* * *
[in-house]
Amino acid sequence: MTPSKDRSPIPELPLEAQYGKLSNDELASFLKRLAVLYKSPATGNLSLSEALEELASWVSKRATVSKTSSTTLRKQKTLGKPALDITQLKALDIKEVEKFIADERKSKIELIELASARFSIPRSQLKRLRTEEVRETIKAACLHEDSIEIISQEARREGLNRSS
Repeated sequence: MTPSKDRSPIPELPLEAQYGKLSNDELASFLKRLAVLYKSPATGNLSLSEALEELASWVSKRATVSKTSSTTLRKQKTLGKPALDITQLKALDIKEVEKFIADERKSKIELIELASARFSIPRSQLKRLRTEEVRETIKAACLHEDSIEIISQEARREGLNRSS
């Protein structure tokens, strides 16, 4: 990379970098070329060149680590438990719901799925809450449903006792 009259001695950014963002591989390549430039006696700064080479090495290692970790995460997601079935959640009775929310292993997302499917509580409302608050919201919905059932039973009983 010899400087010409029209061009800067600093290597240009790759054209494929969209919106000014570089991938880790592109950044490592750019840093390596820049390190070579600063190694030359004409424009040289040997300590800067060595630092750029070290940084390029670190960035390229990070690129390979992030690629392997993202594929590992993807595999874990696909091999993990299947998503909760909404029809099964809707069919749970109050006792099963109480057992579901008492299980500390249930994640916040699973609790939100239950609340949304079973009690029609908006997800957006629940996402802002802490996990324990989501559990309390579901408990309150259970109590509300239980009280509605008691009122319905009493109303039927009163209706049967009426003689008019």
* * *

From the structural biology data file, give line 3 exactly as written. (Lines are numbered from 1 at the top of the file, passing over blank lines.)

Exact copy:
Repeated sequence: MTPSKDRSPIPELPLEAQYGKLSNDELASFLKRLAVLYKSPATGNLSLSEALEELASWVSKRATVSKTSSTTLRKQKTLGKPALDITQLKALDIKEVEKFIADERKSKIELIELASARFSIPRSQLKRLRTEEVRETIKAACLHEDSIEIISQEARREGLNRSS